OGDEN — If your kids have a phone, chances are they are using social media apps. Weber County detectives say parents must keep an eye on that activity. While there are dozens of apps out there, the detectives explain which are their top four to look out for and why.
“There are people out there who are actively looking to victimize children,” Detective Dustin Stewart told ABC4. Stewart is a detective with Weber County Sheriff’s Office and explained that online predators are more prevalent than parents may think.
He added: “It is absolutely happening in the community, and that’s why it’s very important for parents to be aware of what their kids are doing on their cellphones. That’s the first step from preventing it from happening.”
Stewart and a team of Weber County detectives work to find those looking to victimize kids online. They work with families who send in tips or file a report, and they also work proactively which means they use the apps to find potential predators before they strike.
“That’s what motivates me to come to work every day,” he stated. “You know, we’re never going to stop that. It’s never going to stop but we can absolutely do what we can to prevent it, and make sure that the kids stay safe on the internet.”
The team will continue to work to help prevent and stop online crimes. However, according to Stewart, parents are the first line of defense. There are dozens of apps parents should know about, but he explained that parents should start by knowing the top four apps to be monitoring: Snapchat, Instagram, Facebook and TikTok.
Why these four? The detective explained, “Anybody, if their (a child’s) profile is public, can reach out to them and begin communicating with them.” These apps also allow the exchange of pictures and videos which make them higher risk as well. He said that the current generation of parents were taught about stranger danger when they were young. It is time for them to teach that to their own children, even if it looks a little different today. He continued, “It applies the same way online. Teach your kids to not interact with someone they don’t know in real life. If somebody reaches out to them that they have a bad feeling about, just ignore them and block them.”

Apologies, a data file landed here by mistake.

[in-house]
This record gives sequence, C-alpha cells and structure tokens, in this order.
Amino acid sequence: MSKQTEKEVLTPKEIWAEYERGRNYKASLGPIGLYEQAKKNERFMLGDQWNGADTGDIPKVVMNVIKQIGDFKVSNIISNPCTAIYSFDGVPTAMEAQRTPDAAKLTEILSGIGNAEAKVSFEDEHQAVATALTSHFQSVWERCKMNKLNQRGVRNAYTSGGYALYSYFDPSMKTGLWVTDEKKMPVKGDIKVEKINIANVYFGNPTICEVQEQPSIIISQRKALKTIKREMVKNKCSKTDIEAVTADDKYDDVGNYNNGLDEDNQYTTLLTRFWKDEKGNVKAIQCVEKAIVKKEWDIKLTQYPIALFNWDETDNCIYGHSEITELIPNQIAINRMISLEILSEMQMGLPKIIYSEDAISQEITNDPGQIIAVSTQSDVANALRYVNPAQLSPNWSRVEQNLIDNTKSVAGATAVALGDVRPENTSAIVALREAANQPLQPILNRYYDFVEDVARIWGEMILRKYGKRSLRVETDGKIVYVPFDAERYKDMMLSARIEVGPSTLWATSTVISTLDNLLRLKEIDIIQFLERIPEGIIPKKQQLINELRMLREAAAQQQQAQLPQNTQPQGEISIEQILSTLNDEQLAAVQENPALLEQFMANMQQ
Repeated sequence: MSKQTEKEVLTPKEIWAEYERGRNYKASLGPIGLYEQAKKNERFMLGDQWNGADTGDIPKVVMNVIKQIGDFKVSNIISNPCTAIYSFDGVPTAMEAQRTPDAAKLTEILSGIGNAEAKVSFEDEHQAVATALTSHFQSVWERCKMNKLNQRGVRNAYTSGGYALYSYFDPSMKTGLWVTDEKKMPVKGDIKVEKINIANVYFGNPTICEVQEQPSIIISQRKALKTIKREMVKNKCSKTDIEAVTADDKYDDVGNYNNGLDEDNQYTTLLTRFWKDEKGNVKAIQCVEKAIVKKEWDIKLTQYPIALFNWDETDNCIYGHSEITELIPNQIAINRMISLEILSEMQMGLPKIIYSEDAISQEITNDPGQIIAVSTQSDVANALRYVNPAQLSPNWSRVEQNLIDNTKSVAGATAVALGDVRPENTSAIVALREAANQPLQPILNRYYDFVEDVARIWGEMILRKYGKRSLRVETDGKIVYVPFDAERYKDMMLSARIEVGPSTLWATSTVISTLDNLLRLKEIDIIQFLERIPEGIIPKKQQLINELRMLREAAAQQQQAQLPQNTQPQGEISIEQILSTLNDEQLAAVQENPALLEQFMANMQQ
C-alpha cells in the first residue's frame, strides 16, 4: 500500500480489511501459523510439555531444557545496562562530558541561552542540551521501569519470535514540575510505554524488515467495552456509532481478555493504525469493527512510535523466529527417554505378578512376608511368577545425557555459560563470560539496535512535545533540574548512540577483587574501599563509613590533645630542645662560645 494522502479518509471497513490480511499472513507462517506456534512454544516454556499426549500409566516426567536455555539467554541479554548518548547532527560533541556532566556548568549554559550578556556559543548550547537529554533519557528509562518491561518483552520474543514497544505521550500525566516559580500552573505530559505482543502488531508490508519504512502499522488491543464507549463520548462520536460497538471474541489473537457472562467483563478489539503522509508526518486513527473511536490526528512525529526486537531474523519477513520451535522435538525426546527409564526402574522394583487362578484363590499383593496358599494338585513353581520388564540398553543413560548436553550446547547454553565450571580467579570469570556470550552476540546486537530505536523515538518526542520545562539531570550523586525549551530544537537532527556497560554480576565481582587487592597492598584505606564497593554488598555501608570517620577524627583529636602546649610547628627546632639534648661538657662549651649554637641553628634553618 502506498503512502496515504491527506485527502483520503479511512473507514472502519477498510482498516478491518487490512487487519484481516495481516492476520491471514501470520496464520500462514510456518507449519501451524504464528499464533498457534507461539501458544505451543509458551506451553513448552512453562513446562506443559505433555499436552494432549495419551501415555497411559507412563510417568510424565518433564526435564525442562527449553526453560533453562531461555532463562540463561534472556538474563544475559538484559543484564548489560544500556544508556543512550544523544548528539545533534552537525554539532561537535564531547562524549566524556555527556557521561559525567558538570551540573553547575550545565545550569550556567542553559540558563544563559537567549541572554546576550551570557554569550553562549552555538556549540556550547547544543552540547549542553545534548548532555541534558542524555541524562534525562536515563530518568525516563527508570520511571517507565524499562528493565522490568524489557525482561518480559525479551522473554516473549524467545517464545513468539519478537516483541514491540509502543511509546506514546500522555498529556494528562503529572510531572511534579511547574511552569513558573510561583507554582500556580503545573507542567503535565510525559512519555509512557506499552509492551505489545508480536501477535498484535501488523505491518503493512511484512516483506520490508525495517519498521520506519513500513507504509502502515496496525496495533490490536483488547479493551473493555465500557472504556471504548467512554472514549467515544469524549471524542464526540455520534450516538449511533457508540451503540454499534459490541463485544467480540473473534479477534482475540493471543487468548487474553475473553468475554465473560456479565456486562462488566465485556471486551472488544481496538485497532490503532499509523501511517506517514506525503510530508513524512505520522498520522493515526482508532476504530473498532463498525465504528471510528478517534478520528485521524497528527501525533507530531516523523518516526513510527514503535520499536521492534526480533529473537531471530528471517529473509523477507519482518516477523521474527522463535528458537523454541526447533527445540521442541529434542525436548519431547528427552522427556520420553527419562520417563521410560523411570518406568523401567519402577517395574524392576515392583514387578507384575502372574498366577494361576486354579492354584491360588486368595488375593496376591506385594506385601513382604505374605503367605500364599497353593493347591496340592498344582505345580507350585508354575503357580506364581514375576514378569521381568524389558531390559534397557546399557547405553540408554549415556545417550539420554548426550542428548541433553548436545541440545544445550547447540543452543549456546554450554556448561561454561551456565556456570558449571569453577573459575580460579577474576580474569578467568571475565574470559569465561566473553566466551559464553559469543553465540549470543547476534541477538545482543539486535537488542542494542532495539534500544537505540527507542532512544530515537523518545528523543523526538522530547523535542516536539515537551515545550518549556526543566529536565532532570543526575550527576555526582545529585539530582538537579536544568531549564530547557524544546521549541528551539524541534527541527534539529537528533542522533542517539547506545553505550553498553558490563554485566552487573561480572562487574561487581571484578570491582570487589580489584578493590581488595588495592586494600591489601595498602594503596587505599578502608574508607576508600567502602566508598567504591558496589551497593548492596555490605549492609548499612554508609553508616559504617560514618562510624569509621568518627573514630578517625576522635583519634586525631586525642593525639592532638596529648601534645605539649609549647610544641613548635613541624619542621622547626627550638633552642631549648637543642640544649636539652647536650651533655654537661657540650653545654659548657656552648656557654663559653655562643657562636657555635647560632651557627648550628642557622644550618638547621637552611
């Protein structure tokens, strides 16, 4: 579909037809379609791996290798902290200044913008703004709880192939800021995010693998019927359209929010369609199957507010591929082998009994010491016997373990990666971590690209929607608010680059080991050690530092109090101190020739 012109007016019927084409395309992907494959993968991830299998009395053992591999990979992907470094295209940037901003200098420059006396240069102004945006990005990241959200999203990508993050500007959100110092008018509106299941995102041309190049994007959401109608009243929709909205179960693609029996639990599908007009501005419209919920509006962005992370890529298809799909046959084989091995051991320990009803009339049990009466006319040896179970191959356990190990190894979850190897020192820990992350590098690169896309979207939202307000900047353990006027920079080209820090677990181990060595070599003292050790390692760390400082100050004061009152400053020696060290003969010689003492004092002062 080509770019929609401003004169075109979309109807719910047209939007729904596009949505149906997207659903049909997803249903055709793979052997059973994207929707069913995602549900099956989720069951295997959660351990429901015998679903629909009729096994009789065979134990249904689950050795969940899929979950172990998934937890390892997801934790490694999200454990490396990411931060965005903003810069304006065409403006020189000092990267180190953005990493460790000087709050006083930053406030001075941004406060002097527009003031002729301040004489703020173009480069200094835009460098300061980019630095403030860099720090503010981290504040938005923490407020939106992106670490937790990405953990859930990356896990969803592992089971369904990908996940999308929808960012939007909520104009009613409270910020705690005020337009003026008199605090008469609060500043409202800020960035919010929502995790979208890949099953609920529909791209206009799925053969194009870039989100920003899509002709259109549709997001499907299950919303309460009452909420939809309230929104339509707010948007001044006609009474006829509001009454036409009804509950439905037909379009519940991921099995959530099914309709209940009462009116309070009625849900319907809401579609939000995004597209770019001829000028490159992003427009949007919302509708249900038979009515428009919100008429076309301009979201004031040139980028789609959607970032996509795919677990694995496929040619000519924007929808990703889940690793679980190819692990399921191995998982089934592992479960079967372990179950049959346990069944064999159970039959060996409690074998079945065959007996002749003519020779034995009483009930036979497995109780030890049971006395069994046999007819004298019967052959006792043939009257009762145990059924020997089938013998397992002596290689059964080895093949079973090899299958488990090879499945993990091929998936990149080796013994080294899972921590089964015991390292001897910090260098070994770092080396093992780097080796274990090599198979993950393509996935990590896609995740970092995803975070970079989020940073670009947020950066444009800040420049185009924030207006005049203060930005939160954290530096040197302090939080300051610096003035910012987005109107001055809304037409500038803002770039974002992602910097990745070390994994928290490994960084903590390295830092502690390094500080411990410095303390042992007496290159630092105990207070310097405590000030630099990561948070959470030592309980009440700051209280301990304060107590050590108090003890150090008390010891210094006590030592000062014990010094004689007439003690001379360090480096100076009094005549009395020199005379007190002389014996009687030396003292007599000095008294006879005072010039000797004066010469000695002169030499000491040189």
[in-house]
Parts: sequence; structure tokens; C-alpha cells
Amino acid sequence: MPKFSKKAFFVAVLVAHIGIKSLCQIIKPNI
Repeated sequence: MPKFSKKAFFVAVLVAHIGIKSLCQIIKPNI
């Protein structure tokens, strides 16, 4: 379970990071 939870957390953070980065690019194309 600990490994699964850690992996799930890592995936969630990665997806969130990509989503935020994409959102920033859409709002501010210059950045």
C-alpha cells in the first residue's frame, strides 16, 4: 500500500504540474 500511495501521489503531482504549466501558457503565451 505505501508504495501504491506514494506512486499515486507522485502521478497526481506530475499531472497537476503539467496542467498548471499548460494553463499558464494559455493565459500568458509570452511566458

Stewart explained that children can fall victim to many different types of crime online. However, the most common he and his fellow detectives deal with is sexual exploitation. He said a child can fall victim to this at the hand of someone they already know, but it is usually from a stranger the child befriended online.
“That person will start to ask and exchange images,” Detective Stewart stated. “Nude images or videos of the kid, and sometimes they will even go as far as, you know, the begin to blackmail the kid.” Stewart further explained that this extortion is done by threatening to release those images of the child to a larger audience unless the minor does what the predator says. Often, Stewart said, the child does not know how to respond and is too scared to tell a parent or guardian, that the problem only gets worse.
Nonetheless, there are signs parents can look out for in their children. Stewart explained that children who are victims of cybercrimes often display a change in behavior. He added that many kids become more agitated or angry with their parents. Along with that, the child or teen may become very secretive and protective of their phone and how they use it in front of adults.
If a parent is worried their child or teen may be a victim of a crime online, including sexual exploitation, law enforcement agencies have resources to help.
“If they’re afraid their kid has gotten into some trouble with someone online, just reach out to your local authorities, and talk to your kids about these things, educate them on the dangers of it, learn for yourself as a parent or caretaker,” Stewart added.
He also emphasized how much detectives want to help. He explained that they would rather have a false alarm than not have a parent send in a tip or file a report to only have a problem escalate into something even more serious.
As parents learn more about the apps their kids are using, Stewart said they will learn that many have some settings that allow a parent to restrict who their child can communicate with, who can see their child’s posts, and a filter to hide specific content from showing up on the home feed.